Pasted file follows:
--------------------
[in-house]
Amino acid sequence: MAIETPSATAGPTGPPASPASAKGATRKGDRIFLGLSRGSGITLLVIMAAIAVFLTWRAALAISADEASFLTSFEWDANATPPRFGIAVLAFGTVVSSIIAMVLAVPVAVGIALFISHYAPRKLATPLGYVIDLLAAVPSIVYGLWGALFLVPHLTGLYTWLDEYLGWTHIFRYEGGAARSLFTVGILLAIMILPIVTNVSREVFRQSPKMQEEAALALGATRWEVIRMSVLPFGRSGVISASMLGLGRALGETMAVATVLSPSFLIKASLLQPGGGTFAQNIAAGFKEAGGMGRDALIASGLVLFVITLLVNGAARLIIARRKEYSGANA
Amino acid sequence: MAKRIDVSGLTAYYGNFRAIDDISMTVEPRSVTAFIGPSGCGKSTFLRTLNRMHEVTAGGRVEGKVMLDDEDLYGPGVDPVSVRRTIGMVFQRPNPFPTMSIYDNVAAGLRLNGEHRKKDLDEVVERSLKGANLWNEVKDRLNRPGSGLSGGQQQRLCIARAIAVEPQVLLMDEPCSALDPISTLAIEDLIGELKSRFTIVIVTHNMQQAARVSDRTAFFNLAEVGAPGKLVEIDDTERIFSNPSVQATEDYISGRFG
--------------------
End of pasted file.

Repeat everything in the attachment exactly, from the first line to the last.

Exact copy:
[in-house]
Amino acid sequence: MAIETPSATAGPTGPPASPASAKGATRKGDRIFLGLSRGSGITLLVIMAAIAVFLTWRAALAISADEASFLTSFEWDANATPPRFGIAVLAFGTVVSSIIAMVLAVPVAVGIALFISHYAPRKLATPLGYVIDLLAAVPSIVYGLWGALFLVPHLTGLYTWLDEYLGWTHIFRYEGGAARSLFTVGILLAIMILPIVTNVSREVFRQSPKMQEEAALALGATRWEVIRMSVLPFGRSGVISASMLGLGRALGETMAVATVLSPSFLIKASLLQPGGGTFAQNIAAGFKEAGGMGRDALIASGLVLFVITLLVNGAARLIIARRKEYSGANA
Amino acid sequence: MAKRIDVSGLTAYYGNFRAIDDISMTVEPRSVTAFIGPSGCGKSTFLRTLNRMHEVTAGGRVEGKVMLDDEDLYGPGVDPVSVRRTIGMVFQRPNPFPTMSIYDNVAAGLRLNGEHRKKDLDEVVERSLKGANLWNEVKDRLNRPGSGLSGGQQQRLCIARAIAVEPQVLLMDEPCSALDPISTLAIEDLIGELKSRFTIVIVTHNMQQAARVSDRTAFFNLAEVGAPGKLVEIDDTERIFSNPSVQATEDYISGRFG